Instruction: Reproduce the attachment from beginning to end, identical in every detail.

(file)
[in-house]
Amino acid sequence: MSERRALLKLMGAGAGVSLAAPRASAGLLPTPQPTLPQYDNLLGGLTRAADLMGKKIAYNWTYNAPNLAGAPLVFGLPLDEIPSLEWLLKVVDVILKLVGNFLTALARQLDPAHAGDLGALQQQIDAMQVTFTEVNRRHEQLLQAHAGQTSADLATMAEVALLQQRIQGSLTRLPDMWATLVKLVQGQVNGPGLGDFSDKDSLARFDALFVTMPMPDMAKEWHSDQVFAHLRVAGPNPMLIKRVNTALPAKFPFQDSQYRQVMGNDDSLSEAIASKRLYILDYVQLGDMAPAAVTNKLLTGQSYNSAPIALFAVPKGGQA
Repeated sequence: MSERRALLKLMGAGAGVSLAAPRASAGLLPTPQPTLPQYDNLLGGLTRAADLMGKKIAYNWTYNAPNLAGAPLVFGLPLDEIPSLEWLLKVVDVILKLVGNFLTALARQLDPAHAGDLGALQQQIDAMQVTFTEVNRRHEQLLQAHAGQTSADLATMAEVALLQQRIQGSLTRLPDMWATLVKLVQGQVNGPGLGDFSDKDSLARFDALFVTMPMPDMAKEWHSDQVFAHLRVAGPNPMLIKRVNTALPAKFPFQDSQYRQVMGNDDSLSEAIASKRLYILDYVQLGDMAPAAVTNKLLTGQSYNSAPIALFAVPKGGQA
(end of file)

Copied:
[in-house]
Amino acid sequence: MSERRALLKLMGAGAGVSLAAPRASAGLLPTPQPTLPQYDNLLGGLTRAADLMGKKIAYNWTYNAPNLAGAPLVFGLPLDEIPSLEWLLKVVDVILKLVGNFLTALARQLDPAHAGDLGALQQQIDAMQVTFTEVNRRHEQLLQAHAGQTSADLATMAEVALLQQRIQGSLTRLPDMWATLVKLVQGQVNGPGLGDFSDKDSLARFDALFVTMPMPDMAKEWHSDQVFAHLRVAGPNPMLIKRVNTALPAKFPFQDSQYRQVMGNDDSLSEAIASKRLYILDYVQLGDMAPAAVTNKLLTGQSYNSAPIALFAVPKGGQA
Repeated sequence: MSERRALLKLMGAGAGVSLAAPRASAGLLPTPQPTLPQYDNLLGGLTRAADLMGKKIAYNWTYNAPNLAGAPLVFGLPLDEIPSLEWLLKVVDVILKLVGNFLTALARQLDPAHAGDLGALQQQIDAMQVTFTEVNRRHEQLLQAHAGQTSADLATMAEVALLQQRIQGSLTRLPDMWATLVKLVQGQVNGPGLGDFSDKDSLARFDALFVTMPMPDMAKEWHSDQVFAHLRVAGPNPMLIKRVNTALPAKFPFQDSQYRQVMGNDDSLSEAIASKRLYILDYVQLGDMAPAAVTNKLLTGQSYNSAPIALFAVPKGGQA